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SCC at work: SCC trains local employees in 3D printing to advance careers, position for future opportunities

3 employees developing a custom part in 3d printing lab
L-R Rhonda Crawford, Micah Wooldridge and Winston Crawford designing the custom steering wheel center for the PUG utility vehicle.
jenkins and wooldridge
L-R Bryan Jenkins and Michael Wooldridge printing a custom design on 3D technology.
joe crawford in 3D printing lab

Joe Crawford (green shirt) looks on as his employees are learning 3D printing technology.

A Somerset company is training its entire team on how to use additive manufacturing (3D printing) in order to stand out from the competition and position itself for future manufacturing opportunities.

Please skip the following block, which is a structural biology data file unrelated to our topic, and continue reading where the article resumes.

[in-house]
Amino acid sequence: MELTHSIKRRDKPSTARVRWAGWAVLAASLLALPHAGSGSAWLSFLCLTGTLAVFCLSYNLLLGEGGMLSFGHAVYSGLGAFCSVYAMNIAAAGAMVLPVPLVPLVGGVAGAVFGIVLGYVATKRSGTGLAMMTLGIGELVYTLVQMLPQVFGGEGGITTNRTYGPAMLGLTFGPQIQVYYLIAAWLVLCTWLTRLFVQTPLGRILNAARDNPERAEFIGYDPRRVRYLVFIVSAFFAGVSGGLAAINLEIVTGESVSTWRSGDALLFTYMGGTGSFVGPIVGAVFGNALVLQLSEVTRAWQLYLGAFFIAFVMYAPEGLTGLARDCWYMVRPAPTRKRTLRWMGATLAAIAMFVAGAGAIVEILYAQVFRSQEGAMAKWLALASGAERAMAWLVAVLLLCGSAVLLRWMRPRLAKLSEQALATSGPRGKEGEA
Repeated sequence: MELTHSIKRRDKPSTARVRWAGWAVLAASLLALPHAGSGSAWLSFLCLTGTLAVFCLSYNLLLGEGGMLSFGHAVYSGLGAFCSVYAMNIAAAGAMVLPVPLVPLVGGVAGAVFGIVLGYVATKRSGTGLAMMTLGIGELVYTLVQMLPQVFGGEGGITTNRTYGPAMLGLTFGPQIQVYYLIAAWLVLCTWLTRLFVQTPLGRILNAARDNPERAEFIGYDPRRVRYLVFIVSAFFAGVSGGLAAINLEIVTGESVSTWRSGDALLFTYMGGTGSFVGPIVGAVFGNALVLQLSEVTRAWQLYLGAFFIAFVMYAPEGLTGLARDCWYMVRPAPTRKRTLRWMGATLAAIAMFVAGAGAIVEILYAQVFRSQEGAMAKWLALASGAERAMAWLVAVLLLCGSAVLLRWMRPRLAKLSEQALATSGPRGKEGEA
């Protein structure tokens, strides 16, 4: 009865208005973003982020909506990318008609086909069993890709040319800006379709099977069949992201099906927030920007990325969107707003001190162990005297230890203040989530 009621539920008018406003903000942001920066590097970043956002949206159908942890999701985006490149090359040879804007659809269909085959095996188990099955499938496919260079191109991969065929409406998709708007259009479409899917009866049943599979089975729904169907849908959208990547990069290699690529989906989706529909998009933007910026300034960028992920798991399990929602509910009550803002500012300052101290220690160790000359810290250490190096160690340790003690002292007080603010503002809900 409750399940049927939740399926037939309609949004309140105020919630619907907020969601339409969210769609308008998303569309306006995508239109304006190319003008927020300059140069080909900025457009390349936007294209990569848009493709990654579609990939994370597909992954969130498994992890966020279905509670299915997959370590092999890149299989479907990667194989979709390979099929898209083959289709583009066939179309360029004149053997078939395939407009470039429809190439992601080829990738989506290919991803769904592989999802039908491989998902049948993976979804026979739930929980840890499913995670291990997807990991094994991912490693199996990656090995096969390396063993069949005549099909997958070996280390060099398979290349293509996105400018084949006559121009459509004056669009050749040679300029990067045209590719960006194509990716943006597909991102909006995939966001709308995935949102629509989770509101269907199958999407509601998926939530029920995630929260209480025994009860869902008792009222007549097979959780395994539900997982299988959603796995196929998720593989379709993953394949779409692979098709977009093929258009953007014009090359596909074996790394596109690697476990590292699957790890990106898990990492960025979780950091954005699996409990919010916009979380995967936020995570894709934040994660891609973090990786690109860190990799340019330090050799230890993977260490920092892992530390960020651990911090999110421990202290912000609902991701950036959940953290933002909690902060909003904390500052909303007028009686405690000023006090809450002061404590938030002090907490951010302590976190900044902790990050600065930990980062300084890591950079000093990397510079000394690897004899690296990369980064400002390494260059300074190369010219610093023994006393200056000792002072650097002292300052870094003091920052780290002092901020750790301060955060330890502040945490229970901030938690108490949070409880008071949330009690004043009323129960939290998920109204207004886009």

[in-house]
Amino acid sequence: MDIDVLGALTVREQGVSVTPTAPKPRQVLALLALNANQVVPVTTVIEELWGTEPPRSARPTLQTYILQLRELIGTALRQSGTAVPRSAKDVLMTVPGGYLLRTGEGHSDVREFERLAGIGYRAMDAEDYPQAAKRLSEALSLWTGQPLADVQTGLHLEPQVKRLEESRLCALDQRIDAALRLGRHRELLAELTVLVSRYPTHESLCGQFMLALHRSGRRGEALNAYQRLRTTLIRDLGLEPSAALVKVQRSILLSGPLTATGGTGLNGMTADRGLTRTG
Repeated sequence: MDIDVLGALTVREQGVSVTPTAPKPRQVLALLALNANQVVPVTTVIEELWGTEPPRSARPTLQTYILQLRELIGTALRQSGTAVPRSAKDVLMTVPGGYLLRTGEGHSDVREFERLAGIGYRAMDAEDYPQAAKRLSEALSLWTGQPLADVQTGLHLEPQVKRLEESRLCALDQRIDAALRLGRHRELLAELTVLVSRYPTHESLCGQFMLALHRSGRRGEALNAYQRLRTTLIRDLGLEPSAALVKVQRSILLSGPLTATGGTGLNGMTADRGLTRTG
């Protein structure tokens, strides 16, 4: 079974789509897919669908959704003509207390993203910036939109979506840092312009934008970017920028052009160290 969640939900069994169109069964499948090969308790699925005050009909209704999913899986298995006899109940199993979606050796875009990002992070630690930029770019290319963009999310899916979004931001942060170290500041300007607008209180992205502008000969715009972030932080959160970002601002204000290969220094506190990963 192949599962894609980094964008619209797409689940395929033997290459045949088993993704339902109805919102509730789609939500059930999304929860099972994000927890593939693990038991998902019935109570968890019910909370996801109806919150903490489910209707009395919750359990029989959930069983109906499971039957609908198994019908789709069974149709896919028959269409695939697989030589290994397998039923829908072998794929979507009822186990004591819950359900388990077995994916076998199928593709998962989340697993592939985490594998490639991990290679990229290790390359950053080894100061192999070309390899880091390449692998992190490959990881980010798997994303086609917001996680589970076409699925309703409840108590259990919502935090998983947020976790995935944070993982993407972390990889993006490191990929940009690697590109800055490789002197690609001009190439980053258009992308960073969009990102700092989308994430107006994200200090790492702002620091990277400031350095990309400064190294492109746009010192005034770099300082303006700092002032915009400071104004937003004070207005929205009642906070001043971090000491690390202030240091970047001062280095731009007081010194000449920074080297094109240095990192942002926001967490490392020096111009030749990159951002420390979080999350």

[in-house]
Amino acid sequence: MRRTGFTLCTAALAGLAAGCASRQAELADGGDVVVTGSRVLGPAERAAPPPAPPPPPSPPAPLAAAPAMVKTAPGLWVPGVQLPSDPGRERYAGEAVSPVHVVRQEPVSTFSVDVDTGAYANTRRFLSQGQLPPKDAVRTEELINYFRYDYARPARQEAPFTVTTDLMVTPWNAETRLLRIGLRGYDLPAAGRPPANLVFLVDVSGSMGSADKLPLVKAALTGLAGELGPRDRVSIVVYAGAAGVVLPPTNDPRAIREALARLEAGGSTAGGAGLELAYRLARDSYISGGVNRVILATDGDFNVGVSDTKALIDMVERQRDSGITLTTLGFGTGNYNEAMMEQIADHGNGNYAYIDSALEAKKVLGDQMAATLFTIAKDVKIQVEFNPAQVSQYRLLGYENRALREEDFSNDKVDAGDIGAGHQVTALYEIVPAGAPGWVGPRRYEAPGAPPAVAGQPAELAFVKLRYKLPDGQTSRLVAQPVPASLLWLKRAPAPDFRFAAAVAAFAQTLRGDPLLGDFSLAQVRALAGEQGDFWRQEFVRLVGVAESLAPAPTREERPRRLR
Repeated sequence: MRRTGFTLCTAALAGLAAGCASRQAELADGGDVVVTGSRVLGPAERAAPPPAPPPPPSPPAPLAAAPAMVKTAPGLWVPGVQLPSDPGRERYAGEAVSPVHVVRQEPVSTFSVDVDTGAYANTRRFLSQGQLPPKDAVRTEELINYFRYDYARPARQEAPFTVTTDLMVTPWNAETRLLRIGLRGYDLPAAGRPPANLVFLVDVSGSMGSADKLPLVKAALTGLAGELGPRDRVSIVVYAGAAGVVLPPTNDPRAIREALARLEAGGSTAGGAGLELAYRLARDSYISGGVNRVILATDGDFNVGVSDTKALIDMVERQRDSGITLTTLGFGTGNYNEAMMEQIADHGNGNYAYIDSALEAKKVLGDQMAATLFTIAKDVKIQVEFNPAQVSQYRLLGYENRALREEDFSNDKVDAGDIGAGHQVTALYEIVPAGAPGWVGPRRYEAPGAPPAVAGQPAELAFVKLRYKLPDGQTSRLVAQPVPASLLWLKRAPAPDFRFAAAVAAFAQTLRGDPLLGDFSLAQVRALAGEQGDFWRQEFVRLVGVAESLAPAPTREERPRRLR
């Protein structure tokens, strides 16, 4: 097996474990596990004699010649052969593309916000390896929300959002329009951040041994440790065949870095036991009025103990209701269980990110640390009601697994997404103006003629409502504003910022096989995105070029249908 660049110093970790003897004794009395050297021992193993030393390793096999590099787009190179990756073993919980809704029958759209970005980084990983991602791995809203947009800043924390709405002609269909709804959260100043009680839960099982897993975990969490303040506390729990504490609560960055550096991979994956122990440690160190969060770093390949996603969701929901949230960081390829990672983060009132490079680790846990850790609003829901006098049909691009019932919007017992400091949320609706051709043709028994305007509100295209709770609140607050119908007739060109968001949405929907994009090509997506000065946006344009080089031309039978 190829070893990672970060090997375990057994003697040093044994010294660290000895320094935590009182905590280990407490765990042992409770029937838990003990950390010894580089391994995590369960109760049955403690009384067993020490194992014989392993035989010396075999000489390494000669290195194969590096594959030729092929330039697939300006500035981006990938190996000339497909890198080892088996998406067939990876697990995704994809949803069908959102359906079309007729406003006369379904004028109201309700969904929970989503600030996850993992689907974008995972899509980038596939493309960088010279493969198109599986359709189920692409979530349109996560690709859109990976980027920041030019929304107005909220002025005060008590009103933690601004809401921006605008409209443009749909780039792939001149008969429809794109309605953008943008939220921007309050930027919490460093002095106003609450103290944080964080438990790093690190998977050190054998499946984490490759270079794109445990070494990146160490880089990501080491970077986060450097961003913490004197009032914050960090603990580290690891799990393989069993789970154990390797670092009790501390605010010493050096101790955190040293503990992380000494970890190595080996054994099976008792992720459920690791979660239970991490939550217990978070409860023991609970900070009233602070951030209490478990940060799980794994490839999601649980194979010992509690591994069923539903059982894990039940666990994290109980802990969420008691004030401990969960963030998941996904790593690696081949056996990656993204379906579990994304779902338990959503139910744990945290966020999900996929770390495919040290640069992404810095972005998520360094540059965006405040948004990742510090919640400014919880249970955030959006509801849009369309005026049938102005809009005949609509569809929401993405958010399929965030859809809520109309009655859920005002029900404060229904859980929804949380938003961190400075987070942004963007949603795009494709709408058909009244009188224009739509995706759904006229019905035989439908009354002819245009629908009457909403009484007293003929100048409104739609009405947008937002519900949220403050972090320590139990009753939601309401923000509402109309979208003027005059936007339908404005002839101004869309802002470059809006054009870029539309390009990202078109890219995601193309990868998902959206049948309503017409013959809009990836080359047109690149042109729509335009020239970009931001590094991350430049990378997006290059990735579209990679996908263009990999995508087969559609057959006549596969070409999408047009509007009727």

Frog Pond Manufacturing, owned by Joe Crawford of Somerset, currently makes the Frog Pond PUG, a utility vehicle designed exclusively for heavy duty and off road use. When Crawford learned about the additive manufacturing opportunities at SCC, he decided to enlist the help of Eric Wooldridge, a licensed mechanical engineer and coordinator of SCC’s additive manufacturing/3D printing program, and his team, to design part of the PUG's steering wheel.

Crawford decided to train his team because of the extreme cost savings he could get by printing out custom parts, he said.  "The center cap of the steering wheel was custom designed by SCC as an example of the power of 3D printing," said Crawford. "I could not buy that part anywhere and I can now immediately have it at my fingertips. It can save me a ton of money, I can have an immediate return on my investment, a much quicker turnaround time for production and I have control over my product.”